Backpacking is losing its allure for Scout familes.

As a result, Scout backpacking is in decline across the country.

Here are six things that must be in place to sustain a vibrant backpacking program in a Boy Scout Troop (or any group). Maybe somewhere in this list is an idea that Troop Leaders can use to get their guys out into the wilderness.

Requirements for a Successful Backpacking Program

1. Older Scouts who tell younger boys that backpacking is fun. After every hike, post pictures and encourage the older hikers to tell stories to the younger ones about how great it was on the trail. Also bring it up at outings and encourage the older boys to reminisce about their last 50 miler. This creates positive peer pressure.

2. Parents that value the wilderness experience that is provided by backpacking. Boys do not always take to backpacking. Sometimes parents have to give them a kick in the backside to get them started. There are studies about the benefits of backpacking and parents might have to be “sold” on the idea, especially if they have little or no experience with hiking. (I spend a lot of time “selling” the backpacking experience to worried parents.)

3. Backpacking trips specifically created for first-year Scouts. An easy and fun experience sets the stage for longer hikes later. We do a 10 mile loop in three days with stops at lakes every night for swimming. (And we usually get all the boys into the water, even if it is cold!) Older Scouts carry the food and equipment. Younger Scouts carry their personal items. Also make sure the food is good!

4. Several Assistant Scoutmasters that are “gung ho” about getting into the wilderness and becoming role models for young backpackers. These guys (or women) have to be willing to jump in the lake, throw a bear bag rope, encourage people to keep hiking up the hill, and lead outrageous campfires. If you do not have a lot of these adults in your Troop, recruit friends to fill in on high-adventure outings. (The lack of adult support is a huge issue in many units across the country, not just for backpacking but for camping as well.)

5. An inspirational leader who loves and values backpacking and wilderness adventure. That leader needs to tell inspirational stories about their backpacking experiences at every opportunity and make themselves a “Backpacking Hero.”

6. A culture of “manliness” in the Troop. Celebrate high-adventure experiences, praise the boys who participate in them, and let them be “men” on outings. Make sure the parents know your expectations that their son should be on this kind of outing if they want to earn Eagle rank.

One way to proceed if the Troop leaders do not have the time, energy, and inclination to mount a backpacking program is to organize regional backpacking outings. Get several Troops to agree on a backpacking schedule and recruit hikers from several units or even an entire District.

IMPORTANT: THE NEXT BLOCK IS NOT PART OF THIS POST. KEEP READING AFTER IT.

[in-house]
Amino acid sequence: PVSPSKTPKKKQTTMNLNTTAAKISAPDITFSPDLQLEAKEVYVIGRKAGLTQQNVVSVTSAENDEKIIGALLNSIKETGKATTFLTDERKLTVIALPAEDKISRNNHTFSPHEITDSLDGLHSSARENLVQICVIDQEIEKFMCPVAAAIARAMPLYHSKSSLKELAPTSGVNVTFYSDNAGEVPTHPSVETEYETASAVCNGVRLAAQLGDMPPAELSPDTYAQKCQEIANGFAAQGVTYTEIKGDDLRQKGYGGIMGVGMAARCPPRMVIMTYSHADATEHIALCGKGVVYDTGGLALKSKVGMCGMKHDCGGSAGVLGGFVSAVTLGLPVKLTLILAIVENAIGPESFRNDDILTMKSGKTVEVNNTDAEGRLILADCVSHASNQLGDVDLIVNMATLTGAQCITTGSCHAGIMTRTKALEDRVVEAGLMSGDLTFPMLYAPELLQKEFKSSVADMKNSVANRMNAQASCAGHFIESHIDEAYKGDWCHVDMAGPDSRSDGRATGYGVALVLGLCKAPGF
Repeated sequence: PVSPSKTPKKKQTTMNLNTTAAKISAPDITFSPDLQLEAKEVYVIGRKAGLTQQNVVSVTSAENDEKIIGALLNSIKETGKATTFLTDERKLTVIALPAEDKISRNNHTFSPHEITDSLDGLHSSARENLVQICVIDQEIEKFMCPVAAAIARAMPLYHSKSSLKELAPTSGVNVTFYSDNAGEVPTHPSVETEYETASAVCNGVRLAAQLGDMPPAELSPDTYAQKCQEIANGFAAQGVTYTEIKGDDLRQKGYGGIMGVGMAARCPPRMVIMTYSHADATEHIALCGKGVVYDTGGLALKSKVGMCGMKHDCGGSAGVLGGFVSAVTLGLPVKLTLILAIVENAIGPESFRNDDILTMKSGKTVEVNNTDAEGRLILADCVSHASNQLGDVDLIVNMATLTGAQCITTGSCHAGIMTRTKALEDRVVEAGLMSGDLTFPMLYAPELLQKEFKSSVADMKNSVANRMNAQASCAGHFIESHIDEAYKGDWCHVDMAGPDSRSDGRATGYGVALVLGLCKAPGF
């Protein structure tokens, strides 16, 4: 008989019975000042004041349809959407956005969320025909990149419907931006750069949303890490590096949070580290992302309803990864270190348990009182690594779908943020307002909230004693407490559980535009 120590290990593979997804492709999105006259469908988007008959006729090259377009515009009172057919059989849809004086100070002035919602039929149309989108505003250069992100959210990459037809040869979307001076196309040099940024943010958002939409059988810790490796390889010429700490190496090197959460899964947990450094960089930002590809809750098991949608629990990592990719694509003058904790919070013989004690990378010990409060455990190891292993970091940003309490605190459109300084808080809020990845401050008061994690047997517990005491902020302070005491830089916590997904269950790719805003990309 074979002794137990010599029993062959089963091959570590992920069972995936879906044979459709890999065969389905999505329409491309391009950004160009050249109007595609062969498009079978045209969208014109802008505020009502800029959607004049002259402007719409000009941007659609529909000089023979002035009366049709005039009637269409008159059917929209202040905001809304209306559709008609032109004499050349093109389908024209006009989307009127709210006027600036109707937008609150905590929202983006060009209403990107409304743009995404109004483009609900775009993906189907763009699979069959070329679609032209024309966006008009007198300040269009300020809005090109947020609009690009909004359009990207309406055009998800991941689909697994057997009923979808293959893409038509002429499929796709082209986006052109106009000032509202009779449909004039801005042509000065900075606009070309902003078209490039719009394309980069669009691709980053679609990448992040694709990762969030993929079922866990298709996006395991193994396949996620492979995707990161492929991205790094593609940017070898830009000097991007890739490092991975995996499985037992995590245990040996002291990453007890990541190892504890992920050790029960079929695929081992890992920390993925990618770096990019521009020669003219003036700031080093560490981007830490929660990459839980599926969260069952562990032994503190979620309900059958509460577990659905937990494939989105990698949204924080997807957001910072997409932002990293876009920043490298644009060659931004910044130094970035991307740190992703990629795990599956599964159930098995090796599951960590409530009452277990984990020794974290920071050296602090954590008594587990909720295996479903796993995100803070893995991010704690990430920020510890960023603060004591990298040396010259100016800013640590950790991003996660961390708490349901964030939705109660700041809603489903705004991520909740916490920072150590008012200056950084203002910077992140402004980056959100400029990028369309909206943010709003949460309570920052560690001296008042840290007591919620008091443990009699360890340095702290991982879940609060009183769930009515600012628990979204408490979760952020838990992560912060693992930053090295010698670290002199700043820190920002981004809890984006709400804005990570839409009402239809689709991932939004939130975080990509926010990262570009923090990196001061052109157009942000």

Another solution is to keep backpacking as a family activity and invite your son’s friends that are Scouts on the trip. In other words, just bypass the unit entirely.

The "Guide to Safe Scouting" is growing

The “Guide to Safe Scouting” is growing

The National BSA organization has contributed to the decline in Scout Backpacking. There has been a seminal shift in parental attitudes about high-adventure outings over the past 15 years and BSA has been trying to stay relevant by following these societal changes. As BSA continues to expand the Guide to Safe Scouting to appease some parents, while softening advancement requirements, many units have taken the path of least resistance and removed “high-adventure” activities from their outing calendar entirely. And as Scouting gets “safer” and less “adventure-oriented,” those adults and boys who actually desire riskier activities are self-selecting and looking for adventure in one of the many alternatives to the Scouting Program.

Please share this article in all your scouting social spaces.

“Be Honest and True Boys”

This poem was published in the children’s periodical “Golden Days for Boys and Girls” in 1887, a few decades before the founding of Boys Scouts. It was featured during a flashback episode in the television series “Boardwalk Empire,” which also had several references to the Boys Scout movement.

Boy's Life was modeled after popular magazines like "Golden Days for Boys and Girls"

Boy’s Life was modeled after popular magazines like “Golden Days for Boys and Girls”

Be honest and true, boys!
Whatever you do, boys,
Let this be your motto through life.
Both now and forever,
Be this your endeavor,
When wrong with the right is at strife.

The best and the truest,
Alas! are the fewest;
But be one of these if you can.
In duty ne’er fail; you
Will find ‘twill avail you,
And bring its reward when a man.

Don’t think life plain sailing;
There’s danger of failing,
Though bright seem the future to be;
But honor and labor,
And truth to your neighbor,
Will bear you safe over life’s sea.

Then up and be doing,
Right only pursuing,
And take your fair part in the strife.
Be honest and true, boys,
Whatever you do, boys,
Let this be your motto through life!

— BE HONEST AND TRUE, by George Birdseye.